Josh Bergeron: Recent good news hasn’t eliminated tough calls for RSS
So, where are we now?
Three weeks ago, the Rowan-Salisbury School Board put off the closure of Faith and Enochville elementary schools because, as Chairman Josh Wagner said, there was “new information” communicated in closed-door meetings with select members of the school board and county commissioners. Wagner said during a school board meeting that there may be some additional funding available for RSS. Then, Commissioners Chairman Greg Edds said in the same meeting that revaluation wasn’t as good as hoped.
It remains a bit fuzzy as to how that information canceled plans that had been hastily pushed by Wagner with the argument that tough decisions must be made.
In the weeks since, however, we’ve received a bit more encouraging news on revaluation — a process that occurs every four years in Rowan.
If tax rates stay the same, county revenue will increase by 7% instead of 5%. More importantly, we’ve seen the most significant job announcement in Rowan County’s history — at least 1,200 jobs from Chewy.com, an online pet product retailer that plans to build a fulfillment center on Long Ferry Road. That a big economic development announcement could be coming may have been communicated in private meetings between school board members and commissioners, too.
Both items are positive developments for Rowan County and, as a result, the school system. Just four years ago, for example, property tax values remained flat or decreased on average after the 2015 revaluation. And the addition of 1,200 jobs will be good for the pocketbooks of locals or commuters from adjacent communities who move up from lower-paying jobs. Sales tax revenue may quickly increase, too.
But neither of those items place RSS in a notably different place than just a few weeks ago. The system is still under capacity. It’s also unclear whether we’ll see any large changes in yearly school allocations before the 2021 or 2022 fiscal years, when RSS already planned to fill an upcoming opening for debt capacity.
Will the Chewy fulfillment center attract new Rowan County residents with school-age children? Possibly. But the degree to which that occurs, or if it happens at all, is unclear. For that reason, neither county commissioners nor school board members should make commitments relying on potential changes in enrollment.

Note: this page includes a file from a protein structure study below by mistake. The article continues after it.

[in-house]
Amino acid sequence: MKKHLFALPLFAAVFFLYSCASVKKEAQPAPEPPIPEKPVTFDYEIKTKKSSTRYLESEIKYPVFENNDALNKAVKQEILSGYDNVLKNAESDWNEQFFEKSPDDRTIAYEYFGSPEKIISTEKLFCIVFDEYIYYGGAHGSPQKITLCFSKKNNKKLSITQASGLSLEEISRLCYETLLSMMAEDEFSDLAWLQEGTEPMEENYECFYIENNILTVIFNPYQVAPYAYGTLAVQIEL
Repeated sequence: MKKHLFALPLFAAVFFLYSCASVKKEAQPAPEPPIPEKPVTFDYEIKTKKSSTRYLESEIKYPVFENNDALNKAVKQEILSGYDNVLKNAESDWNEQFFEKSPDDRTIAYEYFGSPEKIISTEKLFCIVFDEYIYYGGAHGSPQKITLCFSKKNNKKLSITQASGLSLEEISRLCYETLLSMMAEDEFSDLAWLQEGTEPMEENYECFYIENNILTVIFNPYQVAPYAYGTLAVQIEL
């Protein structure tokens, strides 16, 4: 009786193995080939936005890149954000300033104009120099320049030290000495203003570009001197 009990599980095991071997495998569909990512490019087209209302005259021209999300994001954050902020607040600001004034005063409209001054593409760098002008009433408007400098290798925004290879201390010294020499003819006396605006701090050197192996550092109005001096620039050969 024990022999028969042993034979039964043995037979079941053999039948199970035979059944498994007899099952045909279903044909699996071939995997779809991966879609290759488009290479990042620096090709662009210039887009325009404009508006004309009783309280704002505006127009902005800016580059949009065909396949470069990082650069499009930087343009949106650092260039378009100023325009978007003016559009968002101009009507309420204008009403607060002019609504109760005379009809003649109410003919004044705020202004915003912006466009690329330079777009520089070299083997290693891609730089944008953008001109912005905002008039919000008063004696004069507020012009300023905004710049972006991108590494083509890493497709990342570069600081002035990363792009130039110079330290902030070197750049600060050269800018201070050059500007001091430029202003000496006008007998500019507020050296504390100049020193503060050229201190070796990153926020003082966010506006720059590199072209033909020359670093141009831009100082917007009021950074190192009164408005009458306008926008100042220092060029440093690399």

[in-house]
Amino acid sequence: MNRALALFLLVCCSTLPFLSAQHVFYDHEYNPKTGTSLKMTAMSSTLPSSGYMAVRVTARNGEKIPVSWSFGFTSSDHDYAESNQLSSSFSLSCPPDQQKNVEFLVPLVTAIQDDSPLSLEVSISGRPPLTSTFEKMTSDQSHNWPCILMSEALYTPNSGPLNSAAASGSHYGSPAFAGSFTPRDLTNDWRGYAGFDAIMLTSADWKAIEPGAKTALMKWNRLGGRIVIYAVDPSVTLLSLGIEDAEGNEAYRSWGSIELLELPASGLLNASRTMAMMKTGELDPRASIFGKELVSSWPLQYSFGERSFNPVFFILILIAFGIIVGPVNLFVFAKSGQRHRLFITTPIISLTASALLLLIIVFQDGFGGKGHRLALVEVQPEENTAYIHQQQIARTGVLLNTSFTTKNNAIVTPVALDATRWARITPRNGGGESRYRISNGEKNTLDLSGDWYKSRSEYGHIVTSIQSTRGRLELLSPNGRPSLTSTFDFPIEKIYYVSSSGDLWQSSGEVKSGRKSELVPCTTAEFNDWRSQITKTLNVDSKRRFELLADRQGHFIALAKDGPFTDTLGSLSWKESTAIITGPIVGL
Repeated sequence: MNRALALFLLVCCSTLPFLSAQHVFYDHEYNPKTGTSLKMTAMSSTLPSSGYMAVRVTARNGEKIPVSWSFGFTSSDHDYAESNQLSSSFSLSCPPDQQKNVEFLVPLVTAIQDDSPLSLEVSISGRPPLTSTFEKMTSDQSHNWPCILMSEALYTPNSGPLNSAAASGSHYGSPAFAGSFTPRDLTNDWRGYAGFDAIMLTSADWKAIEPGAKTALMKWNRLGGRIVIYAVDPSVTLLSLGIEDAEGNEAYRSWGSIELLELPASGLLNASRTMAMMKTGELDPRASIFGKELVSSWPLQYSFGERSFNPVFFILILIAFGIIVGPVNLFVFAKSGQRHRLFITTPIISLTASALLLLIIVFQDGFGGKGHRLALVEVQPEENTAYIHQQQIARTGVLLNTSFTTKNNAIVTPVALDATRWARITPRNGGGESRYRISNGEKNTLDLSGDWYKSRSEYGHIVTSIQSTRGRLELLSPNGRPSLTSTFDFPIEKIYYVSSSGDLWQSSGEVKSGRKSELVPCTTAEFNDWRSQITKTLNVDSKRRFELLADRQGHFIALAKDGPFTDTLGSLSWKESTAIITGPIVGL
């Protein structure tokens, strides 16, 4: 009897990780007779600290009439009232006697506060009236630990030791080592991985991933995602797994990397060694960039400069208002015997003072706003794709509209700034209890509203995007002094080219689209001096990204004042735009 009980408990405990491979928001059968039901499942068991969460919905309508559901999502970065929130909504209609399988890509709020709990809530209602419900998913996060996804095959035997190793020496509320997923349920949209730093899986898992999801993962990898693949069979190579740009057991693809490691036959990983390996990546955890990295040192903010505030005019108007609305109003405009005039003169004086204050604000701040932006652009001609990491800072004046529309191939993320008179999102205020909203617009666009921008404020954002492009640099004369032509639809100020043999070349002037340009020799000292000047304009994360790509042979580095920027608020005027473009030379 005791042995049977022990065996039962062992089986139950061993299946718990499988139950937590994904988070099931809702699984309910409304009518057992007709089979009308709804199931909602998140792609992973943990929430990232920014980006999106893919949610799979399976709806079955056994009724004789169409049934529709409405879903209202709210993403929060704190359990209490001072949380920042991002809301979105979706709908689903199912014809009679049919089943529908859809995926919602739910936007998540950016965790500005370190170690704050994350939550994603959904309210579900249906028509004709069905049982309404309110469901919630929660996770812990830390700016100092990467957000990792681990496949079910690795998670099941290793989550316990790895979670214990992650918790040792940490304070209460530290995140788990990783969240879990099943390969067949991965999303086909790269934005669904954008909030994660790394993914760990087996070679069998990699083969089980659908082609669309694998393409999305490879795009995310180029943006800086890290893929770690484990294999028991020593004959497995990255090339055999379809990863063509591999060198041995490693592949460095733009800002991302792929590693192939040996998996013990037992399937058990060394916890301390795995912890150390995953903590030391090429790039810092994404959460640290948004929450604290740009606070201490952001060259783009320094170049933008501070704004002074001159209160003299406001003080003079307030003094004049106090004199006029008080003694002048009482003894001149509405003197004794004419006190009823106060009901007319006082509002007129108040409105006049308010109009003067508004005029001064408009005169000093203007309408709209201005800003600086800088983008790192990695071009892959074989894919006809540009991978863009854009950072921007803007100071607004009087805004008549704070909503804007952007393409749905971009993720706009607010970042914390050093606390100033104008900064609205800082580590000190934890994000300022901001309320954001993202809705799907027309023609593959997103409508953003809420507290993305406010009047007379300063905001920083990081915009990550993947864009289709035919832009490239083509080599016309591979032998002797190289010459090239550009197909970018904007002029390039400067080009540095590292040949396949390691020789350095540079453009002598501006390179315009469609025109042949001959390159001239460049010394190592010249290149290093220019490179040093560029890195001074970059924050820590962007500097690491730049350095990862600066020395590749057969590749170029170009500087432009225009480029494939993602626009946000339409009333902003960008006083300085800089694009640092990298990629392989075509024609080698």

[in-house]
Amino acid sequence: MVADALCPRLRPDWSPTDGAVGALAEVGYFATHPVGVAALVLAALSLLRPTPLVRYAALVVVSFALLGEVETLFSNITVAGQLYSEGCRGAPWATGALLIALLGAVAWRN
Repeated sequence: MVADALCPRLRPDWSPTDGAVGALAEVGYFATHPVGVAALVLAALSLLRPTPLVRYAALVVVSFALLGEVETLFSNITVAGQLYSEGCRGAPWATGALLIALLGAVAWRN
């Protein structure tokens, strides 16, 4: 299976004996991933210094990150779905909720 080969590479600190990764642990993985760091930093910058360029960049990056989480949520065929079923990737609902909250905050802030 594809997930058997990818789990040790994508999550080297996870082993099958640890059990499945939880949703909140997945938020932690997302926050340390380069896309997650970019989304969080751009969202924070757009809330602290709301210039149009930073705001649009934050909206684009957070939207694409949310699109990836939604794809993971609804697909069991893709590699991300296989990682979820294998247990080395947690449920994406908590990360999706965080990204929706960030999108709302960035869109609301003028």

Families may choose enroll their children in RSS as a result of the success of its “renewal” designation. But that is a guessing game with uncertain results, as renewal starts next school year. Nothing that’s occurred in recent weeks has made that possibility any more likely.
And remember, the number of open elementary seats is enough to fill 5.5 average-sized schools.
A more realistic proposition is to lobby for increased funding from Rowan County commissioners. The county will have capacity to provide additional funding to the school system. Will that additional funding be enough to provide a new menu of options from which school board members can choose to address the number of open seats? Probably not.
In the next couple months, County Manager Aaron Church will likely present a fiscal year 2020 budget with a revenue-neutral tax rate. This year, revenue neutral likely means a decrease in the actual tax rate.
Commissioners could opt to keep the same rate or adopt a rate that’s greater than revenue neutral, but Rowan County residents aren’t keen on increased tax bills. And it seems likely there’s at least three commissioners who would lend a sympathetic ear to arguments about keeping a revenue-neutral rate.
Meanwhile, Rowan County will not realize the full benefits of Chewy.com’s fulfillment center until a 10-year incentive agreement ends. So, while Chewy plans to invest $55 million into its new facility, total tax generated on that will be tens of thousands of dollars until the late 2020s rather than hundreds of thousands.
Three weeks from the sudden end of a controversial proposal, the Rowan-Salisbury School Board is in a slightly better position. Unless there’s more “new information” on the way, however, the same tough decisions are waiting for a vote.
Josh Bergeron is editor of the Salisbury Post.